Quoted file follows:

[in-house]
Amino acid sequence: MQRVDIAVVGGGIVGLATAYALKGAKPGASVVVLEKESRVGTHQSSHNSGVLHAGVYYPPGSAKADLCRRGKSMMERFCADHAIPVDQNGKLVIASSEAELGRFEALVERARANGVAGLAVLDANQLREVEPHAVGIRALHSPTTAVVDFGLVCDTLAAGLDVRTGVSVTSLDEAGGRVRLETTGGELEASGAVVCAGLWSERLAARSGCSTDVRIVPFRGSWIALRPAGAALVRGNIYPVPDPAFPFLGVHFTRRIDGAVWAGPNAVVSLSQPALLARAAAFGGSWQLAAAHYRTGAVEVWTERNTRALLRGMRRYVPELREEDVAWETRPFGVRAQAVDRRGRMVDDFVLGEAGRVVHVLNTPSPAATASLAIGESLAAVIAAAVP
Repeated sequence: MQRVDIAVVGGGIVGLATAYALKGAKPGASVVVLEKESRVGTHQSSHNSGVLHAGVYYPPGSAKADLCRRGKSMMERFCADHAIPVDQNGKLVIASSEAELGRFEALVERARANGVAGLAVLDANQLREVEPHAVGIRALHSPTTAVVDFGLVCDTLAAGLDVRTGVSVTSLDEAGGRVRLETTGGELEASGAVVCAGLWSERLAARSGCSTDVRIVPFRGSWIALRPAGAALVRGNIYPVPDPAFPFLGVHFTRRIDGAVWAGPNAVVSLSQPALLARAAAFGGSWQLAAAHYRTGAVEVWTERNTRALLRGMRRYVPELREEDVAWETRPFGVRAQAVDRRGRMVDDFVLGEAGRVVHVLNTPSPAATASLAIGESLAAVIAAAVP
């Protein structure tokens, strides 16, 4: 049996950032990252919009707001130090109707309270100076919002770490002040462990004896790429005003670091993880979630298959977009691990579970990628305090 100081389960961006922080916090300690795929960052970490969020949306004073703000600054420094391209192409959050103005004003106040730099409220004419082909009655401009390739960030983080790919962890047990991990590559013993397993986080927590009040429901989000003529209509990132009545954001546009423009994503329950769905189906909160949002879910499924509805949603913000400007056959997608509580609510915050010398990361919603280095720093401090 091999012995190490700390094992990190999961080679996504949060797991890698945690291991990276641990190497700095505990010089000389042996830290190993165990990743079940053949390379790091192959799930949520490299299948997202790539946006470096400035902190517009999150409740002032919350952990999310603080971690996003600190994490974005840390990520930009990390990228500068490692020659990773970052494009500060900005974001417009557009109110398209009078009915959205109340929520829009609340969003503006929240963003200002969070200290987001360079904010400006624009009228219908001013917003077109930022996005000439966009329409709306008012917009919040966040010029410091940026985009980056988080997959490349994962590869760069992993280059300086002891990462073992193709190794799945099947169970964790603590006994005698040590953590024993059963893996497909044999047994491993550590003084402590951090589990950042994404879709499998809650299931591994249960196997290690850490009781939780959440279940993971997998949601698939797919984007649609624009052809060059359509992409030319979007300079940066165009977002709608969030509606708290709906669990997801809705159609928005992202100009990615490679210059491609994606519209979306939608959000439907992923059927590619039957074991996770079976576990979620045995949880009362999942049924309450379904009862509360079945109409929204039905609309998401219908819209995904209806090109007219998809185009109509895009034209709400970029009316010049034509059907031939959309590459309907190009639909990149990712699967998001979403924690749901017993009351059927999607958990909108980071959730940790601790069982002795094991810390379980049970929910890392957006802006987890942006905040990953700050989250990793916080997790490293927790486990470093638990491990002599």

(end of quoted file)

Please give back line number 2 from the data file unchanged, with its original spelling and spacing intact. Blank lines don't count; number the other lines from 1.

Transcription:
Amino acid sequence: MQRVDIAVVGGGIVGLATAYALKGAKPGASVVVLEKESRVGTHQSSHNSGVLHAGVYYPPGSAKADLCRRGKSMMERFCADHAIPVDQNGKLVIASSEAELGRFEALVERARANGVAGLAVLDANQLREVEPHAVGIRALHSPTTAVVDFGLVCDTLAAGLDVRTGVSVTSLDEAGGRVRLETTGGELEASGAVVCAGLWSERLAARSGCSTDVRIVPFRGSWIALRPAGAALVRGNIYPVPDPAFPFLGVHFTRRIDGAVWAGPNAVVSLSQPALLARAAAFGGSWQLAAAHYRTGAVEVWTERNTRALLRGMRRYVPELREEDVAWETRPFGVRAQAVDRRGRMVDDFVLGEAGRVVHVLNTPSPAATASLAIGESLAAVIAAAVP